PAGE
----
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Let’s imagine that you are Vice President of Business Development and you are looking for a switched-on new sales executive to join the company. You receive five Curriculum Vitae (aka resumes) from head-hunters with the following headlines:-
- Attended Sales Master Class training last year
- Passed the company sales training course with distinction
- Worked as a Sales Executive for two years
- Achieved 50% growth over target in product sales last year
- Doubled company net profit to two million dollars within twelve months
Which one of these candidates would you like to see first? Or indeed see at all?
Unless you have paranoid concerns that the new candidate will immediately take over your job, then my money is on number 5, and maybe you’d also talk to candidate 4 for comparison.
Although there are many variables affecting this, not least how the rest of their CV reads and how the interview goes, this example shows clearly how we value measureable success over merely doing the job, and doing the job over merely training.
In my role as Managing Director of the Business Evaluation Centre, I see so many CVs where people tell me what they are doing and maybe what they’re responsible for, but rarely any quantifiable measure of their success. But in senior positions of any business we are forced to look at the financial aspects to keep it alive and to grow, and it all ultimately boils down to what we get for our spending – our Return On Investment (ROI).
ROI then is the ultimate measure of business success. Without a positive return on what we put in to a company we can’t be in business for long, and that then is why as Vice President of Business Development, or in any other senior position, we are looking for a way to measure success.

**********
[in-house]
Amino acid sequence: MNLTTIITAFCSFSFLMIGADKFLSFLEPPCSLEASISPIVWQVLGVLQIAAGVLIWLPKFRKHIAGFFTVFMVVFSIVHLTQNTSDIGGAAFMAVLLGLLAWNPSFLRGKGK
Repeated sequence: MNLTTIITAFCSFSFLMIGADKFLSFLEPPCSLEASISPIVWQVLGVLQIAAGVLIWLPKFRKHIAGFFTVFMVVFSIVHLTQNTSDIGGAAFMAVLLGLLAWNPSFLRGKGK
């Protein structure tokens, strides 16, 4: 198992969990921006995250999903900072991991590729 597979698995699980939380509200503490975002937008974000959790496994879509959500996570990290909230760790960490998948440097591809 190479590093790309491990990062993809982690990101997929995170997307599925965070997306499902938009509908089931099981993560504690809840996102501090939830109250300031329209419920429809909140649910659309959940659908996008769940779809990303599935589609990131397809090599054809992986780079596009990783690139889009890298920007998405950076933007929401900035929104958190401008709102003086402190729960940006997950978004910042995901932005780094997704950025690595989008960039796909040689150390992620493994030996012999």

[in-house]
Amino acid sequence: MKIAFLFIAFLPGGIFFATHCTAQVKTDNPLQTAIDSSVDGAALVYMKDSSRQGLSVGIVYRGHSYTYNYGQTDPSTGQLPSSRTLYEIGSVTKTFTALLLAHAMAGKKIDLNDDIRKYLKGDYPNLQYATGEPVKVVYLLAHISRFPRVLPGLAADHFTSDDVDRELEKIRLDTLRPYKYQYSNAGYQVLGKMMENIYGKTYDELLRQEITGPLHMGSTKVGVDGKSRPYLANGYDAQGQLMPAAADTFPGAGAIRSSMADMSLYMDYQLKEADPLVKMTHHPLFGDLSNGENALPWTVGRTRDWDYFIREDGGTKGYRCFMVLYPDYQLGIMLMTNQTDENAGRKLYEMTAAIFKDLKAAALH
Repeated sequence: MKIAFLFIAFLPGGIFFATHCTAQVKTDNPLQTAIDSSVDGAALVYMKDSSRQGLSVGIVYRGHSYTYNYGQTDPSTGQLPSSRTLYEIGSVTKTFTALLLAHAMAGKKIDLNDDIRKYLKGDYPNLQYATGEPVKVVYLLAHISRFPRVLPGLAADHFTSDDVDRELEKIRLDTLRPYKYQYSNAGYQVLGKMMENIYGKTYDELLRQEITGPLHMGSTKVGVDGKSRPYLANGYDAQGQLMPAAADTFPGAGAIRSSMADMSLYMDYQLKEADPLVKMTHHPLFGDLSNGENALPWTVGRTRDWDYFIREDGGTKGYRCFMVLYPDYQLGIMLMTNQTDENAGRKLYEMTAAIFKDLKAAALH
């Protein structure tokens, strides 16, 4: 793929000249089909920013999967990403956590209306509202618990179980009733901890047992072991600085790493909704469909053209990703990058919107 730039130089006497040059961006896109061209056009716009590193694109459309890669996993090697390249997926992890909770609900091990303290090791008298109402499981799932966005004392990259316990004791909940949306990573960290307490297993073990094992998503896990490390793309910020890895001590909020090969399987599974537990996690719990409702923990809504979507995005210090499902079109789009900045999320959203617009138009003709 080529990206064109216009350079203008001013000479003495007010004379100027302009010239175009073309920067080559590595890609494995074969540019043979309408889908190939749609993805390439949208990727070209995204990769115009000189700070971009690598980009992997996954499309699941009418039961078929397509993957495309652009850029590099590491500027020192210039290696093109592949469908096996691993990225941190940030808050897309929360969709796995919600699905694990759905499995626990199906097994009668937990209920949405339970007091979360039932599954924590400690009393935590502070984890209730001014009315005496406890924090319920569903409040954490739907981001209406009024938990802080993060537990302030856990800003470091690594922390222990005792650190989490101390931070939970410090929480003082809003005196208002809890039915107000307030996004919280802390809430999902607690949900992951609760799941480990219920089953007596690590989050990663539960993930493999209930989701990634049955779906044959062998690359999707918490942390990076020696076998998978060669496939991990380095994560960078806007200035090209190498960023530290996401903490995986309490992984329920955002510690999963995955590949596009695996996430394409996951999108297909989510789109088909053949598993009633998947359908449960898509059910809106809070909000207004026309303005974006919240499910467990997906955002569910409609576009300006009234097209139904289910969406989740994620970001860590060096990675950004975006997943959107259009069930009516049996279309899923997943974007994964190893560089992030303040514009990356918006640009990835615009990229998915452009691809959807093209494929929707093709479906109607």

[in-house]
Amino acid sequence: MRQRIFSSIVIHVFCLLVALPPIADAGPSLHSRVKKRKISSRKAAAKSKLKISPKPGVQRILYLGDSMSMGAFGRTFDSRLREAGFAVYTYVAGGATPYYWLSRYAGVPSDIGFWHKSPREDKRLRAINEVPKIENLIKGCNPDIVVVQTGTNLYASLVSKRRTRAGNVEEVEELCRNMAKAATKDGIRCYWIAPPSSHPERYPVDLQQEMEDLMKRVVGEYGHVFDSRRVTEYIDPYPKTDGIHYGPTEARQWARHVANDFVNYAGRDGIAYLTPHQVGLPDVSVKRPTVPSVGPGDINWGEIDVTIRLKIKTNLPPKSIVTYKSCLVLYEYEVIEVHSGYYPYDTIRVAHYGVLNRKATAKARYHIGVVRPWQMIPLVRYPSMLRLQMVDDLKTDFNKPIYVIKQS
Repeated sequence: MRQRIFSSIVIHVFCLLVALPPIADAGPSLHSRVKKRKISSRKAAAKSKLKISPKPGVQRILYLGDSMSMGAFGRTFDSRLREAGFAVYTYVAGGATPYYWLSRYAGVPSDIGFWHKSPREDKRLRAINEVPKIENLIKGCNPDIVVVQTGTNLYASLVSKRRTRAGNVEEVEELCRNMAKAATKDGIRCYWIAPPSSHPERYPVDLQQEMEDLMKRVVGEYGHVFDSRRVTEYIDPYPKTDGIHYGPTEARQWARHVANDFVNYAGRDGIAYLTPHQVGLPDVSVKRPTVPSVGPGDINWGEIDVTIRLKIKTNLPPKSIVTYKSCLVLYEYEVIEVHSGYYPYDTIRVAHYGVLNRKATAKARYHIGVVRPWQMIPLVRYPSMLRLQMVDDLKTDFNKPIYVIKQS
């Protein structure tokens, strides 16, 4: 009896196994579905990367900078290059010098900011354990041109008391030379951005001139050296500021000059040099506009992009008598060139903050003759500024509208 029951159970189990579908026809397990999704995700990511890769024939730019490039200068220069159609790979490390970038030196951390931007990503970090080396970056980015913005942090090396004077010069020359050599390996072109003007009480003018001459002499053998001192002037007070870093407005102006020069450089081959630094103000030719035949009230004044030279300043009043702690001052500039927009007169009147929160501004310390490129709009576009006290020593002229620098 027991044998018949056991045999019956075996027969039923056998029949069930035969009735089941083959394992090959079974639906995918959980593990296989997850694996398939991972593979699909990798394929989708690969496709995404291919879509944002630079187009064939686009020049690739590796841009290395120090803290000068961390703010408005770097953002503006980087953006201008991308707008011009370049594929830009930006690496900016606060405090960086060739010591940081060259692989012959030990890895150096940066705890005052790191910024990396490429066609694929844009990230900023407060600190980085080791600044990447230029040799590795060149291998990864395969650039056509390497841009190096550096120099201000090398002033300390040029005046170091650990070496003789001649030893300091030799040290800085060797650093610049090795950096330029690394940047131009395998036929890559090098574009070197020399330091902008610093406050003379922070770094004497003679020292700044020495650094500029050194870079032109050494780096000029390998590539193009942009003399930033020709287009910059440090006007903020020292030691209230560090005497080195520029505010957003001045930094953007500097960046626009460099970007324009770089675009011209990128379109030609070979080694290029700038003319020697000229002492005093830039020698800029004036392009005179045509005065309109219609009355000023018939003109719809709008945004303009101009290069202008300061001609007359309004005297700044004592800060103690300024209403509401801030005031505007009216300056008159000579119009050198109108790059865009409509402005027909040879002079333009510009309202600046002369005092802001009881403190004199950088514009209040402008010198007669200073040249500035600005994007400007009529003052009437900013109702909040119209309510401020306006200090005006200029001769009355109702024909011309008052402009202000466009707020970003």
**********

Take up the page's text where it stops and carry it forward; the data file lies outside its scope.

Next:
According to the ROI Institute – the US-based research organisation and creators of the Phillips ROI Methodology®, there are in fact five basic levels of data that we need to consider – reaction and planned action, learning and confidence, application and implementation, business impact, and Return On Investment. Put simply, if someone is enthusiastic (reaction) and they know what to do (learning) and they get on and do it (application), then there must be a change in results (impact) which we can – with skills – translate into a financial figure (ROI).
Look again at the five CVs; can you see the correlation?
Providing information at the right level then is key to effective communications, and measuring it properly is vital. Of course the Phillips ROI Methodology® is more complicated than mentioned here, however senior people in any company need to know the numbers and the ROI, which is why candidate 5, on the face of it, is most likely to get the interview.
So aspects of best practice business processes such as the Phillips ROI Methodology® can be as pertinent to job seekers creating their CV as they are to cost centre holders, line managers, senior corporate executives and board directors. It’s all about credible measurement and presenting the right information in the right way to the right person.
Next time you are applying for your dream job then, think first about what the hiring executives want to hear and consider a “Level 5 CV”.